It’s not so much that he does it, but
The move makes the man, or in this case the move explains a lot about what has allowed the man to succeed. Even when Pierce was younger, he was never the league’s best physical specimen. He was never fat, nor close to it, but nobody has ever called his body sculpted either. He’s quick, but not what anyone would call explosive. He can dunk with ease, but he would never be invited to participate in the dunk contest. He can get past players off the dribble, but not with anything remotely resembling Allen Iverson’s first step or Tim Hardaway’s crossover. Instead, Pierce relies on guile, footwork, strength and a beautiful basketball mind.
Just watch Pierce some time when he catches the ball on the perimeter. His scoring repertoire is very complete. He can beat teams from midrange, outside the arc or getting to the rim. But the way he does it can be confounding, because it’s not easy to see how he creates good shots almost whenever he chooses to. Some players have the ability to beat players in a straight line without very many moves. Think Russell Westbrook, who moves almost solely North-South. With his speed, Westbrook could turn off a light switch and get to the hoop before the light went out. He puts on the jets, his defender stands in quicksand, and Westbrook finds himself past his defender and into the paint. For Westbrook, penetration can be that easy. Pierce doesn’t have the same speed, so he can’t accelerate past people like he’s a Ferrari racing against a parked car. He also can’t rely on the handle of, say, a Jamal Crawford. But Crawford uses his handle to accomplish the same results Pierce does. Specifically, both players thrive on using an opponent’s motion against him. If Pierce can get his opponent moving backwards, he has space to stop and shoot. If he can get his opponent moving left, he can drive past him to the right. If he can change speeds and force his opponent to lose balance, even for a split second, Pierce gains an advantage. Because of Pierce’s strength, balance and variety of shots, all he needs is a fingernail of space.
You’ve seen his trademark move a thousand times. Pierce dribbles to his right, steps back off his left foot, fades away to create even more space, then releases the shot his opponent knows is coming, the shot his opponent still has no chance to block. What you may not realize is why the move works so effectively. Since Pierce can score driving to the hoop just as well as he can fading away from it, defenders need to respect his handle. So when Pierce takes a hard dribble to his right, the opponent fears Pierce will go by him. Of course, if the defender fails to react to Pierce’s initial hard dribble, that’s just what he will do. More often than not, though, Pierce’s defender takes a step back to fend off an easy Pierce drive. As soon as the defender begins moving backward, he’s under Pierce’s control. Pierce stops instantly while the defender is still backpedaling and fades away to create more separation, giving him just enough space to release his shot even as the defender frantically attempts to recover.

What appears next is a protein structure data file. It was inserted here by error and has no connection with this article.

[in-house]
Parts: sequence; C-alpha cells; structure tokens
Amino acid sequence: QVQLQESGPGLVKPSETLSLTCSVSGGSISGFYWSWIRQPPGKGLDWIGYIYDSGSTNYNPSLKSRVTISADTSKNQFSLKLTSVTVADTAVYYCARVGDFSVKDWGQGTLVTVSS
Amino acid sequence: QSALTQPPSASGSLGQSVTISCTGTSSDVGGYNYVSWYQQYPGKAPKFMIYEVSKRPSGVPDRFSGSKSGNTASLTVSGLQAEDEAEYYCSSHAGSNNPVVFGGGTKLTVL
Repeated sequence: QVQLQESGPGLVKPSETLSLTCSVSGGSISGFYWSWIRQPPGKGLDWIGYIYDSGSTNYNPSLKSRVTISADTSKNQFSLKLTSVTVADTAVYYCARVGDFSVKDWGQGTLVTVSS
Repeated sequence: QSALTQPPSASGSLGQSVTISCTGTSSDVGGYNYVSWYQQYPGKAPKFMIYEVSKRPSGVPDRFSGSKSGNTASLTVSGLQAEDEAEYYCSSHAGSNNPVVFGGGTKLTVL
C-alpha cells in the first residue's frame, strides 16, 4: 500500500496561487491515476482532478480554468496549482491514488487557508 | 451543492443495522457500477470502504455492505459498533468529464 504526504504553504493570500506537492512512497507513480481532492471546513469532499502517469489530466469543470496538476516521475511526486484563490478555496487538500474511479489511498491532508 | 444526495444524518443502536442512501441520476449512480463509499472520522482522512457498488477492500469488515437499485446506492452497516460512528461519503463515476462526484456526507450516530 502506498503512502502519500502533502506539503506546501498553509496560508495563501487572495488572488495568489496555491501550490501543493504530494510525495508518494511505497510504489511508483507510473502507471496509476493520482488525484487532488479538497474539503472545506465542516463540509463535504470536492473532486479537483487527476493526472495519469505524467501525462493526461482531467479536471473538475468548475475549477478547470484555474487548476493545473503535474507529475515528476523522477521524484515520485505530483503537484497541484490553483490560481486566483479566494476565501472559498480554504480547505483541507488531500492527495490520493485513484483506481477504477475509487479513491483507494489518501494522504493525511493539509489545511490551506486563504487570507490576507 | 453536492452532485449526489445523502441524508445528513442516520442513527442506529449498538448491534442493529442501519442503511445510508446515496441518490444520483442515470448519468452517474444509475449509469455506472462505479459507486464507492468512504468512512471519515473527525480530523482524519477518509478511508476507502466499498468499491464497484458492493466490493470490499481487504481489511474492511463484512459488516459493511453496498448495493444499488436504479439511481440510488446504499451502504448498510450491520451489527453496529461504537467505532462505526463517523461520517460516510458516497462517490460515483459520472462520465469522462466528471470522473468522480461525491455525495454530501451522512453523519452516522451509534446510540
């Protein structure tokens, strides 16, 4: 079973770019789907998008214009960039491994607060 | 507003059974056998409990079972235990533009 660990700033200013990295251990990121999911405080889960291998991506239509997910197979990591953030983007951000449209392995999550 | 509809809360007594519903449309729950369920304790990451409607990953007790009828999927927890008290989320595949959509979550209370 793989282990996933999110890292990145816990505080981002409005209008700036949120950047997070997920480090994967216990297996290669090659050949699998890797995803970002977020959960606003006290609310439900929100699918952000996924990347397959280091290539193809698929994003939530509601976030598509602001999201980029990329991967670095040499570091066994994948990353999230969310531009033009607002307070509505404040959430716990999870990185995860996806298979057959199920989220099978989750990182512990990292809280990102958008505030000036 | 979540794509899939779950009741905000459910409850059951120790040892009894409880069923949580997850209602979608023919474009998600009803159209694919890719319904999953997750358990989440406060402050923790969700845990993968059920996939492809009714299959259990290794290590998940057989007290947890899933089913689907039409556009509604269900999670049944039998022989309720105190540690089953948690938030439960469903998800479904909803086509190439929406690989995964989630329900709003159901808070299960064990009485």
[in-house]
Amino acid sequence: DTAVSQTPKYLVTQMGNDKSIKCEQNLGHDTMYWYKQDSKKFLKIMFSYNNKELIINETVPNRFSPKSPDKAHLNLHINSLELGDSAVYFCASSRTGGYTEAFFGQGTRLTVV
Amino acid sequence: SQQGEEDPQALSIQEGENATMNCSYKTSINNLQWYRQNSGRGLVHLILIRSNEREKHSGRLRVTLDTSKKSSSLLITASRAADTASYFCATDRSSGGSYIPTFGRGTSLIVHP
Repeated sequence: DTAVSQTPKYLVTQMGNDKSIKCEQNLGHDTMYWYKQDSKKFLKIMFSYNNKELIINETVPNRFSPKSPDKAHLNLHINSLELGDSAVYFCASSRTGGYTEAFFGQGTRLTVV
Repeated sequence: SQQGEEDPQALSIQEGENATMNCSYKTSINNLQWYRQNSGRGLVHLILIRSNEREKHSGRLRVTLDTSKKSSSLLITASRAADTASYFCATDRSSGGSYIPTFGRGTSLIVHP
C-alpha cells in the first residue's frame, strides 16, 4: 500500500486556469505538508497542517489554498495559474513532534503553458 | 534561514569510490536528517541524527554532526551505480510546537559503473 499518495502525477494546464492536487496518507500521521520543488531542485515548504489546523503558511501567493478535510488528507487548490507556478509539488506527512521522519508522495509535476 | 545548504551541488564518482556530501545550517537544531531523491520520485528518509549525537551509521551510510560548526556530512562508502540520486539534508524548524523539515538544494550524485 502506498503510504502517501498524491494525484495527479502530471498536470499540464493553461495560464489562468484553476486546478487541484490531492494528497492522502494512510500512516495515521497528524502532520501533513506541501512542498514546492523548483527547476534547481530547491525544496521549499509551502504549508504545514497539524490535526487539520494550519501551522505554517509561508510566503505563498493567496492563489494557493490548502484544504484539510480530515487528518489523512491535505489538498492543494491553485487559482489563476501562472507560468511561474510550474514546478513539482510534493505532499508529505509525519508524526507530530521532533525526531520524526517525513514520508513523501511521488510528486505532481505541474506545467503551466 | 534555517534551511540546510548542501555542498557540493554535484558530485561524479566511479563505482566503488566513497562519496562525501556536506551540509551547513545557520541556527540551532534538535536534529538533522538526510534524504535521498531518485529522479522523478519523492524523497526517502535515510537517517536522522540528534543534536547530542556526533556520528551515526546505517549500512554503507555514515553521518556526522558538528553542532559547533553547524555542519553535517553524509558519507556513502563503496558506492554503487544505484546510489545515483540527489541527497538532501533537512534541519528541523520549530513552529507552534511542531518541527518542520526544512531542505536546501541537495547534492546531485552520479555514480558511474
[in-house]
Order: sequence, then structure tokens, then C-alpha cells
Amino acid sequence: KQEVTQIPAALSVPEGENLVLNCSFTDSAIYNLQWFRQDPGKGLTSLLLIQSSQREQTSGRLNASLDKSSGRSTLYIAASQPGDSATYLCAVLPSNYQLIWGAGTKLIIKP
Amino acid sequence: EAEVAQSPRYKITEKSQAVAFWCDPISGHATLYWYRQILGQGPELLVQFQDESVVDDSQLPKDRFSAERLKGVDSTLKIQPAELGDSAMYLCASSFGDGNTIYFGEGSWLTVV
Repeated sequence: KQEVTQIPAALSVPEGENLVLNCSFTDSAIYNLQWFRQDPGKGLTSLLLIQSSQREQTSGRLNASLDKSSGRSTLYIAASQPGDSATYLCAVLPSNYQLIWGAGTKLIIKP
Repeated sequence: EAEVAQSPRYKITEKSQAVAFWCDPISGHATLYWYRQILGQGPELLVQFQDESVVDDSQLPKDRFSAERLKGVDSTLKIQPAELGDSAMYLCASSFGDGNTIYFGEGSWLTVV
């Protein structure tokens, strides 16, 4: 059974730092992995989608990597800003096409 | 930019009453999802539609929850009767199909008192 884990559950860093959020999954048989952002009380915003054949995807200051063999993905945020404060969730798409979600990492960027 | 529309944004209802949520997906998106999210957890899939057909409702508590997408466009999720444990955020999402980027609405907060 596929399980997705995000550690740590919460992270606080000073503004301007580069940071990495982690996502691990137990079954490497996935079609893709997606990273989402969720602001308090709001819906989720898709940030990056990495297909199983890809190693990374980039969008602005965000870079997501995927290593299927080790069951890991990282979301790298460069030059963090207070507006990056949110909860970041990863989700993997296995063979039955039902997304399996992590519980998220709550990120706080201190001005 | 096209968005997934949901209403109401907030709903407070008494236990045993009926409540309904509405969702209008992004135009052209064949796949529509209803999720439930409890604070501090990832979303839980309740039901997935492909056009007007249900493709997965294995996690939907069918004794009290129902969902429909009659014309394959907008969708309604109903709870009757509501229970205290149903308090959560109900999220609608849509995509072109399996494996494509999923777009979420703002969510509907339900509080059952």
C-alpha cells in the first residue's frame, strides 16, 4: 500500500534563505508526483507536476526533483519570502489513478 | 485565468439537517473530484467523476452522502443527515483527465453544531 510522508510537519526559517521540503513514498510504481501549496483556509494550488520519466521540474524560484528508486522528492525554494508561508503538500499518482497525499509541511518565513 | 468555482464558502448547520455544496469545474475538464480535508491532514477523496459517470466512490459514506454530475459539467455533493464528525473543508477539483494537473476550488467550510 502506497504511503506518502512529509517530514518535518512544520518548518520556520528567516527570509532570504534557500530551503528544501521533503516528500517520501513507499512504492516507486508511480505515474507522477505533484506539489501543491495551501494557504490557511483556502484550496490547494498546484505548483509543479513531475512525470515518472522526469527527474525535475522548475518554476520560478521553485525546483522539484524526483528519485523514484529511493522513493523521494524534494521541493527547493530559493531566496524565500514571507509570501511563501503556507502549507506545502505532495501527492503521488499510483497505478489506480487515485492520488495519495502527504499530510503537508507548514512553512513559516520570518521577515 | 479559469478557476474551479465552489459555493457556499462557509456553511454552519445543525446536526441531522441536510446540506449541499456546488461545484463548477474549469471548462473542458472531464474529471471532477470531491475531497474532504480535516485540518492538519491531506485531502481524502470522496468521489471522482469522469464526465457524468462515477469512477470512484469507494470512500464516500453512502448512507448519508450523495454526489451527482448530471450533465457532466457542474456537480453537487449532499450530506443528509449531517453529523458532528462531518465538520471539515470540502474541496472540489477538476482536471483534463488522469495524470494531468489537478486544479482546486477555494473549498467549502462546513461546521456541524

That Pierce executes the whole move with efficient, proper footwork is crucial to the move’s success. He can take two long strides to his right and plant his left foot seamlessly, moving into his stepback jumper without any hesitation whatsoever. Certain players, Lebron James being one of them, sometimes use half-steps (almost stutter steps) to prepare themselves for a shot. James, though his attention to detail improves each year, can get by with these imperfections in his footwork because he’s so devastatingly athletic. Since Pierce doesn’t possess Lebron’s superhuman physical traits, he’s not afforded the same margin of error—wasting precious split-seconds of time could prove detrimental.